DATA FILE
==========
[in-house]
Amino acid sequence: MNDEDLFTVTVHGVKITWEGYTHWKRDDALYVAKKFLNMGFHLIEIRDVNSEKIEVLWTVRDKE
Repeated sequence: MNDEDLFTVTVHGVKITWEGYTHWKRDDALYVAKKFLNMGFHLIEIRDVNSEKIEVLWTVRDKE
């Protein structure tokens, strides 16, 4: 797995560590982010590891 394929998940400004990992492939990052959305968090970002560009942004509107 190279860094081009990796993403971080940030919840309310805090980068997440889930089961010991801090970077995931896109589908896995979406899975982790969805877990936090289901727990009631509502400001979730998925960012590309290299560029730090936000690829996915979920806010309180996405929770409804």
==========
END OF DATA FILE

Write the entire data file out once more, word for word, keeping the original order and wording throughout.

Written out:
[in-house]
Amino acid sequence: MNDEDLFTVTVHGVKITWEGYTHWKRDDALYVAKKFLNMGFHLIEIRDVNSEKIEVLWTVRDKE
Repeated sequence: MNDEDLFTVTVHGVKITWEGYTHWKRDDALYVAKKFLNMGFHLIEIRDVNSEKIEVLWTVRDKE
């Protein structure tokens, strides 16, 4: 797995560590982010590891 394929998940400004990992492939990052959305968090970002560009942004509107 190279860094081009990796993403971080940030919840309310805090980068997440889930089961010991801090970077995931896109589908896995979406899975982790969805877990936090289901727990009631509502400001979730998925960012590309290299560029730090936000690829996915979920806010309180996405929770409804």